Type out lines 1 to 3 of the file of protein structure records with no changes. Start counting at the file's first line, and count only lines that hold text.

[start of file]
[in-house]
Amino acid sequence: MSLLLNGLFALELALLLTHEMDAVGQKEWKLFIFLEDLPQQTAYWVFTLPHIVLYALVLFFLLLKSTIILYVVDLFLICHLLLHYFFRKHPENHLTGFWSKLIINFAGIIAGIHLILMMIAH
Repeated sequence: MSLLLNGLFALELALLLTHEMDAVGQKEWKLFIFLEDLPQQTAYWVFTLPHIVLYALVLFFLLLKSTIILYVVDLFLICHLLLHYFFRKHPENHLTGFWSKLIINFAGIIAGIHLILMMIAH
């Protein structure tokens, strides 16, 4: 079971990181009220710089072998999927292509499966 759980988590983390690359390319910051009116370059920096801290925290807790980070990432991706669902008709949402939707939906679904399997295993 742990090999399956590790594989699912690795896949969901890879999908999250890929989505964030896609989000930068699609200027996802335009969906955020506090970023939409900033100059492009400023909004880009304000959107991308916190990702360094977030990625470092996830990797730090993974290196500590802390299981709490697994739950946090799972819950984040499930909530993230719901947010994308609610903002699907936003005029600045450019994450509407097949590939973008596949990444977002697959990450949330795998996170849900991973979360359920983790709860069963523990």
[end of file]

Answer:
[in-house]
Amino acid sequence: MSLLLNGLFALELALLLTHEMDAVGQKEWKLFIFLEDLPQQTAYWVFTLPHIVLYALVLFFLLLKSTIILYVVDLFLICHLLLHYFFRKHPENHLTGFWSKLIINFAGIIAGIHLILMMIAH
Repeated sequence: MSLLLNGLFALELALLLTHEMDAVGQKEWKLFIFLEDLPQQTAYWVFTLPHIVLYALVLFFLLLKSTIILYVVDLFLICHLLLHYFFRKHPENHLTGFWSKLIINFAGIIAGIHLILMMIAH